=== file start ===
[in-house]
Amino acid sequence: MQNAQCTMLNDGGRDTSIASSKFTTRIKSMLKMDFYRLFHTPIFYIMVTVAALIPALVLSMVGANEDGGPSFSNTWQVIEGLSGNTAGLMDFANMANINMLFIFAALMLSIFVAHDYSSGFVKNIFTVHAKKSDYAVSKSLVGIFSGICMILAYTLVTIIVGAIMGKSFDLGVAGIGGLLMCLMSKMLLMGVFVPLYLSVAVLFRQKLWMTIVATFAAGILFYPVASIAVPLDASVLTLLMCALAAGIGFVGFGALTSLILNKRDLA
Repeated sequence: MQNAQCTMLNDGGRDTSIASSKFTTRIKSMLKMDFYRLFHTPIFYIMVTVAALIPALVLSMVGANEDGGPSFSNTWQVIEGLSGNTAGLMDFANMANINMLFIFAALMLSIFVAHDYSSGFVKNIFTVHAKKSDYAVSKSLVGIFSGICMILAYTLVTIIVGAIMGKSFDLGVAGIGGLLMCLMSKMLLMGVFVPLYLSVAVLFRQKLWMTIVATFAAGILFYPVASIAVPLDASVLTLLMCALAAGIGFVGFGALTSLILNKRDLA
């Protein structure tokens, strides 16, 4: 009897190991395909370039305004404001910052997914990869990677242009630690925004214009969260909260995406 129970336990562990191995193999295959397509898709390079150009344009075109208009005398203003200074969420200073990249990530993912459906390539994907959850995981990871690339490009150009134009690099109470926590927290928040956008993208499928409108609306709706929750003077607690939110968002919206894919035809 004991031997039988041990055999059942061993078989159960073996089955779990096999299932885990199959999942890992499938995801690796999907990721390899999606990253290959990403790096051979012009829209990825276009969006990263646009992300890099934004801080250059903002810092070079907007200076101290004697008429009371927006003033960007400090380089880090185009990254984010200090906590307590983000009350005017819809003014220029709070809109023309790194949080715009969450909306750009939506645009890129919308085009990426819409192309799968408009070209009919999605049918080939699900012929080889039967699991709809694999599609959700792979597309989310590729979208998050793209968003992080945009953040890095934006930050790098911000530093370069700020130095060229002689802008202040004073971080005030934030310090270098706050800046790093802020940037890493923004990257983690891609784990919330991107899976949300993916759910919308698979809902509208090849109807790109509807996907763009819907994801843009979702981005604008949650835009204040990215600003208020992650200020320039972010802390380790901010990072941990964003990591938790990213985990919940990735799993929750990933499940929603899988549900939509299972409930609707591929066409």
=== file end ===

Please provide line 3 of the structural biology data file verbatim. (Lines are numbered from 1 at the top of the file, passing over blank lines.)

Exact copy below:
Repeated sequence: MQNAQCTMLNDGGRDTSIASSKFTTRIKSMLKMDFYRLFHTPIFYIMVTVAALIPALVLSMVGANEDGGPSFSNTWQVIEGLSGNTAGLMDFANMANINMLFIFAALMLSIFVAHDYSSGFVKNIFTVHAKKSDYAVSKSLVGIFSGICMILAYTLVTIIVGAIMGKSFDLGVAGIGGLLMCLMSKMLLMGVFVPLYLSVAVLFRQKLWMTIVATFAAGILFYPVASIAVPLDASVLTLLMCALAAGIGFVGFGALTSLILNKRDLA